Taking the bullet train from Tokyo, we headed into the mountains to the small city of Takayama. We wanted to escape from big cities for a bit, and Takayama provided the perfect opportunity. The old town here is well preserved and was really cool to walk through and experience an older Japan. The town is famed for its carpentry and the latticed wooden buildings from the Edo Period, which lasted from 1603 to 1867, are still standing strong.
While waking through the old town, we knew we had to visit one of the sake breweries. We ended up at Funasaka, one of the more popular ones. We tried a few different flavors including lemon (pretty good!), grape (not so much). The regular non-flavored sake was the best though.
Just outside of Takayama is Hida Folk Village. It is basically like the Old Sturbridge Village of Japan, with old excellently preserved Japanese houses from the surrounding area all brought to one location. The buildings include logging huts, storehouses, and plenty of farmhouses. The farmhouses all had massive thatched roofs and were built in the gassho style. While we were there, they were setting up for a jazz festival, so some of the insides of the buildings were closed off but it was neat to see all the drums and amps set up. It made me want to pick up a guitar! Unfortunately, we couldn’t stick around for the festival, but we enjoyed the experience.
Heading back to our hotel one night we noticed EBIS CAFÉ and PACHINKO. We had wanted to play at some point in Japan and the café seemed to invite us inside. We were led through the café and into the pachinko room, where an employee patiently explained to us how to play. Pachinko is like a combination of a vertical pinball and slot machine, where you launch balls up, watch them tumble down, and hope they land in the slots that will earn you more balls. Since gambling for money is illegal in Japan, you can use the balls you win to exchange for prizes that you can keep, or tokens which can then be exchanged for cash at a separate location. If you choose not to cash out your balls, you can put them back into the game. We didn’t realize that you were supposed to cash them out, so we kept using them until we ran out; and didn’t get any prizes! We still had a fun time though, with Elly and Dylan getting several bonus rounds that gave them an origami crane each time they ‘leveled up.’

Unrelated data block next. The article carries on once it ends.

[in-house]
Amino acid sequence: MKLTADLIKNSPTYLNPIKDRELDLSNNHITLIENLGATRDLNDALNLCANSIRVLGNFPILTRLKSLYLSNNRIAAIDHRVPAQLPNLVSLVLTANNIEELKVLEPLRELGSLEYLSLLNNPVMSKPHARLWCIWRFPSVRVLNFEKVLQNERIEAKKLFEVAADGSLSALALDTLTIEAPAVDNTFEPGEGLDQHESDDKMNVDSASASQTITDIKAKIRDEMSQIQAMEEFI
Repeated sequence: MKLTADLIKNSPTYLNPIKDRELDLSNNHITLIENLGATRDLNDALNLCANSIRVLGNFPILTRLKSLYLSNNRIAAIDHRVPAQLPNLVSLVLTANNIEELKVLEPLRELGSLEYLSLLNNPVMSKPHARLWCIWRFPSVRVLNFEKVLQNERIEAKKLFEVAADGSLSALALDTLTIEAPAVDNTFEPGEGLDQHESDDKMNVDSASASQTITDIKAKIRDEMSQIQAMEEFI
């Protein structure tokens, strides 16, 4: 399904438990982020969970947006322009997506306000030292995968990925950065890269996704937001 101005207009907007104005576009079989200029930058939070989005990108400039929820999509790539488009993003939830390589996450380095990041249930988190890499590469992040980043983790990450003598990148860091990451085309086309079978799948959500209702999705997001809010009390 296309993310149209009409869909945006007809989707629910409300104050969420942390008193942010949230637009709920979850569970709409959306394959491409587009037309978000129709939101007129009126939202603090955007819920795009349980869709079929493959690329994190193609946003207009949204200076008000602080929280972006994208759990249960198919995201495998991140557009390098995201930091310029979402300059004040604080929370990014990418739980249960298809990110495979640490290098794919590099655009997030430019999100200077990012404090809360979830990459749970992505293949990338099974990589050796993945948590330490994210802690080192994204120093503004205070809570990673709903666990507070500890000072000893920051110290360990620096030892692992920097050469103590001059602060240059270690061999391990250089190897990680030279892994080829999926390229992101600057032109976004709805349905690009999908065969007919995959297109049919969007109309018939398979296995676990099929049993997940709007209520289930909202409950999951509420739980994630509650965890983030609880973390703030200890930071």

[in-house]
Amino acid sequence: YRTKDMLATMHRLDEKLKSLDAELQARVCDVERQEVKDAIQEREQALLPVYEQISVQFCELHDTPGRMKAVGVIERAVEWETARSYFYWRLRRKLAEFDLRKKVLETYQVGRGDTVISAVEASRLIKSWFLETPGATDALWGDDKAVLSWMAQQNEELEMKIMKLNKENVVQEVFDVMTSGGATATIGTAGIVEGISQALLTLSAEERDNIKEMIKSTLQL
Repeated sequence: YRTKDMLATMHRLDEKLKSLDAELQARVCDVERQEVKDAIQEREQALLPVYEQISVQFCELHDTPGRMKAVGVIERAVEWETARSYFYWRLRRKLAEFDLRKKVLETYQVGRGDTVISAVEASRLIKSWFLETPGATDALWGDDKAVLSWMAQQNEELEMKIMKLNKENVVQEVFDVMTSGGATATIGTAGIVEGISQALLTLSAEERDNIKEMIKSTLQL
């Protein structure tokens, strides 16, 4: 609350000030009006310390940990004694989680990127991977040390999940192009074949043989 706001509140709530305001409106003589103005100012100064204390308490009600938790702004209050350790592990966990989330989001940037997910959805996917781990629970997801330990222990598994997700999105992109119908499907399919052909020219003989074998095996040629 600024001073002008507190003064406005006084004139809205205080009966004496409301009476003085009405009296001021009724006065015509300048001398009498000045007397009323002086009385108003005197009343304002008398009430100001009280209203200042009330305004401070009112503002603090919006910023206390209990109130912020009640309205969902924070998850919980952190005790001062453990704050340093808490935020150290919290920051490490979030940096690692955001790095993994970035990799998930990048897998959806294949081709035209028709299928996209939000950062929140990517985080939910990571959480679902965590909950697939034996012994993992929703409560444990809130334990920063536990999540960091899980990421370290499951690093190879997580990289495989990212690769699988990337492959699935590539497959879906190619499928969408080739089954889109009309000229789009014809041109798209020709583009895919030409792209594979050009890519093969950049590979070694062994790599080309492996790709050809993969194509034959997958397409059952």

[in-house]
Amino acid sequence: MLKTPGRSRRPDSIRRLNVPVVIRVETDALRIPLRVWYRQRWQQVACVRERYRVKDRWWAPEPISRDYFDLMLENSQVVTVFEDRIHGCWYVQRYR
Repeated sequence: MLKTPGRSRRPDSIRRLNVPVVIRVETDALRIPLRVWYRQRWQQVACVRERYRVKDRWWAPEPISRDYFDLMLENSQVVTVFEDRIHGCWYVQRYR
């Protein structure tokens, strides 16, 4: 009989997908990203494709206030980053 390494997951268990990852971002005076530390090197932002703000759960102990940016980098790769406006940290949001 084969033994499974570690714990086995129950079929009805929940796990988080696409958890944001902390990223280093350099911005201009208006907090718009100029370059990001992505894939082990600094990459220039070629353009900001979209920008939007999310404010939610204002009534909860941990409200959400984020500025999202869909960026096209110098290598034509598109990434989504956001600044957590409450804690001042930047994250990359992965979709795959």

We found the best restaurant for lunch while wandering around. A small place run by a woman and her husband, we had one of our favorite meals of the trip; a simple salmon bowl with rice. Coupled with miso soup, it was the perfect midday meal. All the restaurants we went to in Takayama were like this; just small humble places with great food and friendly owners. My dad learned to say ‘the food was delicious’ in Japanese and that won us some new friends. Overall, Takayama was a nice break from the craziness of Tokyo but we were ready to move on to our last stop of Japan, Kyoto.